Retirement Vault

The purpose of the Retirement Vault is to provide public school teachers with a database of information regarding financial and retirement planning specific to each state. Whether you are settled or possibly moving, we believe you’ll find the Retirement Vault useful tool that provides a lot of valuable information. Before viewing your state’s information, we encourage you to read the following:

Feedback: First and foremost, the Retirement Vault is about providing valuable information to public school teachers, which requires a LOT of time to research and aggregate all of the data in what we hope is a user-friendly format; however, we need your feedback! What did we miss that you believe we should have included? Did you, in fact, find the information valuable? What questions do you have that we did not answer? What could we do better? Please let us know by reaching out to us through our contact page, email, or twitter.

Median Pay: Figures provided represent the median salary of all public educators of all levels accross each state in 2018. The median starting salary for first-year educators is lower than the overall median salary and was last recorded for the 2016-2017 school year by the National Education Association (NEA).

Teacher Pension Grade: Each grade was assigned by a non-profit group who received some funding to conduct a research study on the state pension programs offered to public teachers in each state. The findings are quite revealing (and admittedly a bit scary) in regards to the sustainability of most state pension programs.

Teacher Recriprocity: Many young teachers either believe they can go teach anywhere no problem, OR that they are completely locked in to the state of their initial certification. Neither are actually the case, but the process of transferring a teaching license and the requirements to do so vary from state to state. Even earning your National Board Certification doesn’t guarentee the mobility of your license/certificate across the nation. Securing a professional license/certificate prior to moving makes the process significantly easier and generally just requires some or all of the following: paperwork (including verification of teaching experience, copies of license/certificate, copies of praxis scores, etc.), a fee, fingerprinting, and some time. Apprentice licenses/certificates can be trickier or involve many more requirements, if they’re transferable at all. In either case, be sure to contact the State Department of Education for a complete description of what you need. Another consideration when moving: if your teaching license is transferrable, your state pension is not portable (see below).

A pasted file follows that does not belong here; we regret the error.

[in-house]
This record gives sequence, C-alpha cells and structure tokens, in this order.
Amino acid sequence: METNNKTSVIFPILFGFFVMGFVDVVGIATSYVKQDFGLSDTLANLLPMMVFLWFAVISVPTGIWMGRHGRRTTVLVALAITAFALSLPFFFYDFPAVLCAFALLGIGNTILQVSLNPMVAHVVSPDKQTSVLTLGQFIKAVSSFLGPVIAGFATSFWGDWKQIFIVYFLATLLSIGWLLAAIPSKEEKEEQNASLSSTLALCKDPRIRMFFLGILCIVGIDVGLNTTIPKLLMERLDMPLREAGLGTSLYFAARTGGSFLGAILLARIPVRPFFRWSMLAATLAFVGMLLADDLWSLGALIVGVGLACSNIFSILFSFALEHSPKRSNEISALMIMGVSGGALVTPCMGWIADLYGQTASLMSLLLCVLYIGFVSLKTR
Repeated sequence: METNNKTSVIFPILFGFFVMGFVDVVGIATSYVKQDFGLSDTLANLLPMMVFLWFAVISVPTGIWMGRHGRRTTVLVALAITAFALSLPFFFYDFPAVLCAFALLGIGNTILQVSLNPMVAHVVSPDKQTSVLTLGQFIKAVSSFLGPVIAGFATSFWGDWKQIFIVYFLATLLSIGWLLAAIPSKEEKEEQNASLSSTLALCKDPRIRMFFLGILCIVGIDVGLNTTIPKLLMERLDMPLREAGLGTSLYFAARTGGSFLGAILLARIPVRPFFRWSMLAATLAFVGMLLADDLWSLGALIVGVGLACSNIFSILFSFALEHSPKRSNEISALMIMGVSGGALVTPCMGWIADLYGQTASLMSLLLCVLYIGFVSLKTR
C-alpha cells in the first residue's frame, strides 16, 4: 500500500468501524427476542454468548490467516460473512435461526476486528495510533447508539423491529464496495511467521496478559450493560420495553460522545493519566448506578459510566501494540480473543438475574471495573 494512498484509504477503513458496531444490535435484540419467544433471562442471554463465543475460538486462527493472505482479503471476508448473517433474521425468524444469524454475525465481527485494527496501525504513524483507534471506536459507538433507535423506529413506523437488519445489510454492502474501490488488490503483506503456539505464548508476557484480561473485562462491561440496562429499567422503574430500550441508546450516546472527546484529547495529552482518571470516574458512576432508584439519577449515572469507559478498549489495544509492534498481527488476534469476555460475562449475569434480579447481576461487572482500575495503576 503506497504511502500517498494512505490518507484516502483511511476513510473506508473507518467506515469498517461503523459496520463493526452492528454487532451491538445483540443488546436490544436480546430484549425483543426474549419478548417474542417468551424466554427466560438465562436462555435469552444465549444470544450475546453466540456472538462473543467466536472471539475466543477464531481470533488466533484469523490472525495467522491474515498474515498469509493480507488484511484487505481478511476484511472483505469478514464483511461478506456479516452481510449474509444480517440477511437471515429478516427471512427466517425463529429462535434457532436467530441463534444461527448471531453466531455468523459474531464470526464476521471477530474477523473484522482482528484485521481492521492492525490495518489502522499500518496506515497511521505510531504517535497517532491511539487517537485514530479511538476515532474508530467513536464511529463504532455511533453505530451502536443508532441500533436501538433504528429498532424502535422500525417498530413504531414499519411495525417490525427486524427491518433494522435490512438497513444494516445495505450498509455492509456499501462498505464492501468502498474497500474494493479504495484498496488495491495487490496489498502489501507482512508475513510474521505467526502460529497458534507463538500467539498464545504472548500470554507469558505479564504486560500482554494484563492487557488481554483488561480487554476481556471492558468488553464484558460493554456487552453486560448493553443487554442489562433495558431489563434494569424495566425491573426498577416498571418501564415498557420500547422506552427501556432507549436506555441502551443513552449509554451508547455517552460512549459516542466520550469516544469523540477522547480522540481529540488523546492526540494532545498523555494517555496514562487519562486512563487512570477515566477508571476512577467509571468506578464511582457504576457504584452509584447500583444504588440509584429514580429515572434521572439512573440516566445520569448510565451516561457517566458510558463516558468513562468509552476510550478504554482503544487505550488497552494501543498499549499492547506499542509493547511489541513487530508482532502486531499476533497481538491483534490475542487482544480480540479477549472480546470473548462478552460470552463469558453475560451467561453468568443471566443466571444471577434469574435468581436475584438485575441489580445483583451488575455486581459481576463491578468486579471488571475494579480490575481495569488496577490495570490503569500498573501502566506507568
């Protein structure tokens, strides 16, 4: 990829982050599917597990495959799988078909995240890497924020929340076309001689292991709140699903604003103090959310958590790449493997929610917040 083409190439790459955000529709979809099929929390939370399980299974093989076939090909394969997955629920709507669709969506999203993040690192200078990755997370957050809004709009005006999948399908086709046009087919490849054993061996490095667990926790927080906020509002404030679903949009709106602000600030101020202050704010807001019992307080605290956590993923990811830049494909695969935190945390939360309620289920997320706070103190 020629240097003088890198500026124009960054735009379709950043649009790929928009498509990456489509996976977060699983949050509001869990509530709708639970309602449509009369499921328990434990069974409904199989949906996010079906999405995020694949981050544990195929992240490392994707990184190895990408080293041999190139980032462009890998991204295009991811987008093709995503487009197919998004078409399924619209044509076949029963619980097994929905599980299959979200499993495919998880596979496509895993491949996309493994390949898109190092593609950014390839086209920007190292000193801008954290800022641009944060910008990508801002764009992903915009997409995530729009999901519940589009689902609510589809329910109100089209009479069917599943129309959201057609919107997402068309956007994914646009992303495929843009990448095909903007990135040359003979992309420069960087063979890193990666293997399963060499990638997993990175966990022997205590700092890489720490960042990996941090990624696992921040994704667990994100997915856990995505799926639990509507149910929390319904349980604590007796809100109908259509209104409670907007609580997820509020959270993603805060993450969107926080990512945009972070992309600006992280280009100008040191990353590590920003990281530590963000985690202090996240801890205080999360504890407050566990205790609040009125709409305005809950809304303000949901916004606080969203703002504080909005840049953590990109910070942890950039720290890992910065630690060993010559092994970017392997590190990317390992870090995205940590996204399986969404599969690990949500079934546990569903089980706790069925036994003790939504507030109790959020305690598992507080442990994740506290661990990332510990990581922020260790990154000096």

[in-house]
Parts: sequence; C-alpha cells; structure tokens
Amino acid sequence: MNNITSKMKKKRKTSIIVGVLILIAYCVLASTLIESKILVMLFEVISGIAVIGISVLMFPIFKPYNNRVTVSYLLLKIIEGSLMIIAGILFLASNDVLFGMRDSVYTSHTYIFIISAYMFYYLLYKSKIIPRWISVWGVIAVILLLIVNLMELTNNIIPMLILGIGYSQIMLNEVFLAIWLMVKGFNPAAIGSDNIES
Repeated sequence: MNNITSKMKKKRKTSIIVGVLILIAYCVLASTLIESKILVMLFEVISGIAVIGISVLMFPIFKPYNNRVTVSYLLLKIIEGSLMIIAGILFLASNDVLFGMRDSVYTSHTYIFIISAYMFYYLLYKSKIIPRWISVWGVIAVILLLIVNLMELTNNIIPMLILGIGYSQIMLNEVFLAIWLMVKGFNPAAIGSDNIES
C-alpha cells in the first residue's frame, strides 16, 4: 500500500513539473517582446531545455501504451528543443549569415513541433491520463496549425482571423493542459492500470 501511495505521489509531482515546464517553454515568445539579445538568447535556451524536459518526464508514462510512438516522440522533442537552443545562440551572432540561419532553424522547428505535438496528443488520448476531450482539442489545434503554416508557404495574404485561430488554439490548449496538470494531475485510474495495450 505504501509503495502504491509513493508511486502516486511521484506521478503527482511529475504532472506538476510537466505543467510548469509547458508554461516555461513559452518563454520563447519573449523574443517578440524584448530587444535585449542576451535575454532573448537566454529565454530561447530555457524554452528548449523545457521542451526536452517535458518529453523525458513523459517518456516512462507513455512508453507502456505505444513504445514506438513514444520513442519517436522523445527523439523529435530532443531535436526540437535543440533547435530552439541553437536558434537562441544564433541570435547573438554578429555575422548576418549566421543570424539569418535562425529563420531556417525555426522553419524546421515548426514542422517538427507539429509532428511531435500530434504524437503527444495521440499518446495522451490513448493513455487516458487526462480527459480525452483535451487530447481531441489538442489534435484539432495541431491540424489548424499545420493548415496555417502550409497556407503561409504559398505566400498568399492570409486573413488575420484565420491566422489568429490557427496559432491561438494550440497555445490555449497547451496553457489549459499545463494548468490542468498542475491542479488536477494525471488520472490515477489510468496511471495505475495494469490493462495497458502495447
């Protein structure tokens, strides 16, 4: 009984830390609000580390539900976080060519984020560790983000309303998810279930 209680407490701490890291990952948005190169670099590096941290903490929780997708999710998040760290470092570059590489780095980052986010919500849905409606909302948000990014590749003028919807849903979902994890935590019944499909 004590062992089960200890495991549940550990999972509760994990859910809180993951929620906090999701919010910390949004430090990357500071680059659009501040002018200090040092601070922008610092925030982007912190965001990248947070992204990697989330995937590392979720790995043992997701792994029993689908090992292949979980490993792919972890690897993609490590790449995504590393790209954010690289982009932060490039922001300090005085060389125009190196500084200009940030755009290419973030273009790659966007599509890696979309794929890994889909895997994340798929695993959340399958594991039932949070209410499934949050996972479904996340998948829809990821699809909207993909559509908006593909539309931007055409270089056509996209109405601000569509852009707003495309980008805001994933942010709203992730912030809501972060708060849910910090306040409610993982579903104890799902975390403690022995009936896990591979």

Pension Eligibility & Benefit Calculation: As long as state pension programs remain available, they are arguably one of the best perks for public educators. One major problem, though, is state pensions are just that – STATE pensions – are not portable across states. There is a vesting period ( (between 0-10+ years) in order to become eligible for a monthly benefit. If you stop teaching in that state for whatever reason before becoming vested, you receive no monthly benefit and generally forfeit any empoloyER contributions made to the account (but you still have control over what happens to the employEE contributions and can generally roll those into qualified retirement accounts without penalty). Furthermore, the contributions made to state pension programs are, in almost every case, significantly backloaded, meaning you need to remain an active member in the program for many years beyond the vesting period to break even on the contributions made to the account. Once vested, you must meet the respective state/district’s eligibility requirements in order to receive benefits.

SO WHAT HAPPENS IF I MOVE? Many state pension programs offer the ability of active members to purchase service years (the process, rules, and costs vary); however, you cannot double-dip if already vested in another program.

Our goal in providing the pension benefit calculation is so that readers can grasp an understanding of what it takes to maximize your payment in retirement; furthermore, knowing your anticipated monthly/annual pension income is integral to effective retirement planning (particularly if your goal is to retire early). Many states will actually calculate your monthly payment for you, and that figure is viewable by simply logging in to the respective state pension website. Additionally, an annual update is generally mailed out to participants.

We cannot stress enough how important accounting for your healthcare, vision, and dental coverage coverage for retirement planning is (especially for early retirees). Benefits vary greatly from not only state to state, but also district to district. Even if a teacher becomes eligble for “unreduced benefits”, that does not necessarily suggest your state/district will continue to cover or subsidize your healthcare insurance premiums. Healthcare coverage is far more expensive when you’re responsible for footing the entire premium bill – make sure you plan for that. Consider combing through your benefits plan with a fine comb and contacting your respective district/state for clarification.

College Savings: Some may disagree, but a pillar of TeachFI’s financial/retirement planning philosophy requires setting future generations up for success so that they may continue to carry the torch that signifies Financial Independence. Ensuring they are not

Most all states offer some sort college savings program, but not all programs are equal. For instance, some offer state tax deductions.

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